• The economic expansion, now in its 11th year, is under threat from the Trump administration’s year-long trade war with China, which has undercut business investment and manufacturing.

U.S. weekly jobless claims increase slightly

  • The number of Americans filing applications for unemployment benefits rose moderately, pointing to sustained labor market strength despite slowing economic growth.
  • Initial claims for state unemployment benefits increased 4,000 to a seasonally adjusted 215,000 for the week ended Aug. 24, the Labor Department said on Thursday.
  • Thursday’s claims report also showed the number of people receiving benefits after an initial week of aid increased 22,000 to 1.70 million for the week ended Aug. 17.

U.S. pending home sales fall in July despite lower mortgage rates

  • Contracts to buy previously owned homes unexpectedly fell in July, according to a report on Thursday from the National Association of Realtors that suggested households might be holding back due to heightened concerns about the economy.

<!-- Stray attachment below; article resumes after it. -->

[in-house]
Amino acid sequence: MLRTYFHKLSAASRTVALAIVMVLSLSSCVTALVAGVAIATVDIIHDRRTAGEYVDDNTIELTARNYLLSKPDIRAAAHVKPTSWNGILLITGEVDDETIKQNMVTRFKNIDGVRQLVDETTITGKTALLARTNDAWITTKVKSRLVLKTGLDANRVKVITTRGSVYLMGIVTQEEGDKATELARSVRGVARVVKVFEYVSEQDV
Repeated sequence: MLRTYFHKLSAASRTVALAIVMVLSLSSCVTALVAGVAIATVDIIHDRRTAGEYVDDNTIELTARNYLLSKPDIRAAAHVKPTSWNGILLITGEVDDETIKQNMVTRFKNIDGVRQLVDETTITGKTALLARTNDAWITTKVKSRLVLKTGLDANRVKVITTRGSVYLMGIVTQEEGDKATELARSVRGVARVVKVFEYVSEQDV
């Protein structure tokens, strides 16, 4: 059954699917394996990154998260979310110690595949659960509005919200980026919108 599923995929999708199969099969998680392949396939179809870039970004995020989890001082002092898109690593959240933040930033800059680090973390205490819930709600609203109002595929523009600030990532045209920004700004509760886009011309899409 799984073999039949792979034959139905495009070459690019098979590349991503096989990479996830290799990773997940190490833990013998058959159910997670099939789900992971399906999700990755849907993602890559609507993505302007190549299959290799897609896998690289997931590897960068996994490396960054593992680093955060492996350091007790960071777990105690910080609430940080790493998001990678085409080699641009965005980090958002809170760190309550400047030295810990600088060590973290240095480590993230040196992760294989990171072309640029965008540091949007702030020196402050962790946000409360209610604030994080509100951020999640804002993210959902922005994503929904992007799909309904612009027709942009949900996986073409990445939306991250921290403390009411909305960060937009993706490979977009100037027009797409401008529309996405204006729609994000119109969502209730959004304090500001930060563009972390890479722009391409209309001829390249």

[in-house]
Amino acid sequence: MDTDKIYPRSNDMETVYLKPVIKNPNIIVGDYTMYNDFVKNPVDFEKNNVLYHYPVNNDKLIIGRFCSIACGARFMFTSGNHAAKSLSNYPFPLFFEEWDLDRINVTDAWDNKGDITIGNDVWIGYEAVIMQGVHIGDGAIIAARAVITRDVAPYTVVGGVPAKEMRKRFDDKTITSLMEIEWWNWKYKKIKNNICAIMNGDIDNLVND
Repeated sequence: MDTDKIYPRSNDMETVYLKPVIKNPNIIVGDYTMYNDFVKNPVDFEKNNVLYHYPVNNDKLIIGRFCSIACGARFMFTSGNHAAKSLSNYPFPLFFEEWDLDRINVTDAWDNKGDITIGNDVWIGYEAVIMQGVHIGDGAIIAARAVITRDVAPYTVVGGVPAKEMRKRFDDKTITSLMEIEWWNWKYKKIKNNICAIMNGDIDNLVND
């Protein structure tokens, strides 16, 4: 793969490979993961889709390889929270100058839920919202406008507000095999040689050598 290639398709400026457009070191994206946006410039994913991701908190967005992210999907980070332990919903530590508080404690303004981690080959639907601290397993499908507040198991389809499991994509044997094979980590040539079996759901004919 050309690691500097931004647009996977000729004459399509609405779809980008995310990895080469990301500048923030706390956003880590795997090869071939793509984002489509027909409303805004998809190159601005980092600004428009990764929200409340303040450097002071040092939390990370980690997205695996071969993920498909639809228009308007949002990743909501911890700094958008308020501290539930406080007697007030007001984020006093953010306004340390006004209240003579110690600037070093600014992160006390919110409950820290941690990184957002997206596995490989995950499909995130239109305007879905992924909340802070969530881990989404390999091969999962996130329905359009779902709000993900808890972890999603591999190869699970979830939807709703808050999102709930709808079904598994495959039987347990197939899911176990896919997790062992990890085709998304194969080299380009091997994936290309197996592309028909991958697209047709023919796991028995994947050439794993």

• The NAR’s pending home sales index dropped 2.5% last month to 105.6.
  • Economists polled by Reuters had forecast pending home sales would be flat during the month.

Trump says US and China resume trade talks Thursday ‘at a different level’

  • President Donald Trump said the U.S. and China are set to have trade talks on Thursday “at a different level.”
  • “There’s a talk scheduled for today at a different level,” Trump said in an interview with Fox News Radio without elaborating on what “a different level” means.
  • Trump said on Monday China in recent phone conversations expressed its desire for a deal and the two sides will get back to the negotiating table.
  • However, China repeatedly said it is not aware of the calls Trump mentioned.

Beijing Says China, U.S. Still in Touch on Trade Dispute, September Talks